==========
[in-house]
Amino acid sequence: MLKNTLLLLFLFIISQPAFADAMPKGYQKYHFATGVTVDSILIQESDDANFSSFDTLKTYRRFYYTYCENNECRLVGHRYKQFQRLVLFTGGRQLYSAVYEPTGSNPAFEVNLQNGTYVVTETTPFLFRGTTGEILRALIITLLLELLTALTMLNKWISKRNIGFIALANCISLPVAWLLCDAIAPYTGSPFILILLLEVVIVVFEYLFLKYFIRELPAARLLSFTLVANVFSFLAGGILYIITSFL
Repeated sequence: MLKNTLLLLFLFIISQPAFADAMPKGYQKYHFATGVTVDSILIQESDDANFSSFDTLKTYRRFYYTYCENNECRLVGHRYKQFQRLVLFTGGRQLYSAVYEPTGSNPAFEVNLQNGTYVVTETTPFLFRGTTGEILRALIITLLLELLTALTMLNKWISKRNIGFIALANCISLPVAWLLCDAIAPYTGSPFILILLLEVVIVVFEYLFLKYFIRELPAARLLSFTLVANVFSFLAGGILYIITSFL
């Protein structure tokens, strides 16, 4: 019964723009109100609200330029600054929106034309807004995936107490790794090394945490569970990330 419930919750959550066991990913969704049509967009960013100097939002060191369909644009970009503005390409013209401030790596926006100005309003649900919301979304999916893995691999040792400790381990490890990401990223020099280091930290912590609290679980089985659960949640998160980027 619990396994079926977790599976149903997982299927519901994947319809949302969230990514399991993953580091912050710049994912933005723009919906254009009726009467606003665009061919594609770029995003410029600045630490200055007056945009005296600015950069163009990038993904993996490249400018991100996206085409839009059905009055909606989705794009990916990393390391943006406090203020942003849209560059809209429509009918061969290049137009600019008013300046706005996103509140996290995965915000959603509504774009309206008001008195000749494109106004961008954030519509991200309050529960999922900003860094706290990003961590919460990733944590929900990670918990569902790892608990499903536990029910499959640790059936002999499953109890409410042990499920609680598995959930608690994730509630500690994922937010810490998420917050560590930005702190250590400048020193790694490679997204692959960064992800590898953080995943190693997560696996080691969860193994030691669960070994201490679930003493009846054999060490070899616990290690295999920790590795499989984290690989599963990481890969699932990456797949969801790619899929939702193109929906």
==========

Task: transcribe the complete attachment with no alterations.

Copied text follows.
[in-house]
Amino acid sequence: MLKNTLLLLFLFIISQPAFADAMPKGYQKYHFATGVTVDSILIQESDDANFSSFDTLKTYRRFYYTYCENNECRLVGHRYKQFQRLVLFTGGRQLYSAVYEPTGSNPAFEVNLQNGTYVVTETTPFLFRGTTGEILRALIITLLLELLTALTMLNKWISKRNIGFIALANCISLPVAWLLCDAIAPYTGSPFILILLLEVVIVVFEYLFLKYFIRELPAARLLSFTLVANVFSFLAGGILYIITSFL
Repeated sequence: MLKNTLLLLFLFIISQPAFADAMPKGYQKYHFATGVTVDSILIQESDDANFSSFDTLKTYRRFYYTYCENNECRLVGHRYKQFQRLVLFTGGRQLYSAVYEPTGSNPAFEVNLQNGTYVVTETTPFLFRGTTGEILRALIITLLLELLTALTMLNKWISKRNIGFIALANCISLPVAWLLCDAIAPYTGSPFILILLLEVVIVVFEYLFLKYFIRELPAARLLSFTLVANVFSFLAGGILYIITSFL
């Protein structure tokens, strides 16, 4: 019964723009109100609200330029600054929106034309807004995936107490790794090394945490569970990330 419930919750959550066991990913969704049509967009960013100097939002060191369909644009970009503005390409013209401030790596926006100005309003649900919301979304999916893995691999040792400790381990490890990401990223020099280091930290912590609290679980089985659960949640998160980027 619990396994079926977790599976149903997982299927519901994947319809949302969230990514399991993953580091912050710049994912933005723009919906254009009726009467606003665009061919594609770029995003410029600045630490200055007056945009005296600015950069163009990038993904993996490249400018991100996206085409839009059905009055909606989705794009990916990393390391943006406090203020942003849209560059809209429509009918061969290049137009600019008013300046706005996103509140996290995965915000959603509504774009309206008001008195000749494109106004961008954030519509991200309050529960999922900003860094706290990003961590919460990733944590929900990670918990569902790892608990499903536990029910499959640790059936002999499953109890409410042990499920609680598995959930608690994730509630500690994922937010810490998420917050560590930005702190250590400048020193790694490679997204692959960064992800590898953080995943190693997560696996080691969860193994030691669960070994201490679930003493009846054999060490070899616990290690295999920790590795499989984290690989599963990481890969699932990456797949969801790619899929939702193109929906």